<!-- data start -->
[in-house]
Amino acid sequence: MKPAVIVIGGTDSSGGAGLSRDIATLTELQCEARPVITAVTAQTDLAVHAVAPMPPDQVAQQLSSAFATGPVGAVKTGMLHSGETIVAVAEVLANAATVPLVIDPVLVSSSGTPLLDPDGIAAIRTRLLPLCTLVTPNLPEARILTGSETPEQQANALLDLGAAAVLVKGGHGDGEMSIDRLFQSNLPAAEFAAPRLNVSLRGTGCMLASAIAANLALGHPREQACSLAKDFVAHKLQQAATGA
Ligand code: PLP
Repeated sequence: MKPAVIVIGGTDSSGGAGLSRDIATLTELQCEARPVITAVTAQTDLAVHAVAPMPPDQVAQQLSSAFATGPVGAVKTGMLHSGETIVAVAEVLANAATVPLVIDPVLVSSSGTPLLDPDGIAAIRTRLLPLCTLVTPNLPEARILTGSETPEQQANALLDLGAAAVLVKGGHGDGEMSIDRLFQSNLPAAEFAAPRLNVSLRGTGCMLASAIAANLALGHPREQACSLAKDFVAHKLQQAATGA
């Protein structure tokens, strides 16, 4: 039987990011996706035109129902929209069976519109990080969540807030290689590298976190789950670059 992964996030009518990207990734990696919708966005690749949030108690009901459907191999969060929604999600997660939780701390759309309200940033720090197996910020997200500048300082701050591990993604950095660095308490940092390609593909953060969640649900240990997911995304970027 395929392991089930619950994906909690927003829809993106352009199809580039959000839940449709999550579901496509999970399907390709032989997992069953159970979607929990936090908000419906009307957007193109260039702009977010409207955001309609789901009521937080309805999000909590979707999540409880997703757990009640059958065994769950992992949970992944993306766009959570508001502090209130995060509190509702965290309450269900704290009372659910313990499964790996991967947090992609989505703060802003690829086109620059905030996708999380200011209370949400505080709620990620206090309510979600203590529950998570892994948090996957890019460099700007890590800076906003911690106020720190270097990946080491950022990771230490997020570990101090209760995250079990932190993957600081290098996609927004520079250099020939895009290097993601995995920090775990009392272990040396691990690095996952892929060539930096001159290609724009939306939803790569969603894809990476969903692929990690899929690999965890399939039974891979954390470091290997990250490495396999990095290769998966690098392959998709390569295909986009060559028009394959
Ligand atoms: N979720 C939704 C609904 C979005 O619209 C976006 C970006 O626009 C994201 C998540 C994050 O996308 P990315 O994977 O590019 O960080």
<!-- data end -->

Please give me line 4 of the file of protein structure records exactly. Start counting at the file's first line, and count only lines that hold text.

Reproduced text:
Repeated sequence: MKPAVIVIGGTDSSGGAGLSRDIATLTELQCEARPVITAVTAQTDLAVHAVAPMPPDQVAQQLSSAFATGPVGAVKTGMLHSGETIVAVAEVLANAATVPLVIDPVLVSSSGTPLLDPDGIAAIRTRLLPLCTLVTPNLPEARILTGSETPEQQANALLDLGAAAVLVKGGHGDGEMSIDRLFQSNLPAAEFAAPRLNVSLRGTGCMLASAIAANLALGHPREQACSLAKDFVAHKLQQAATGA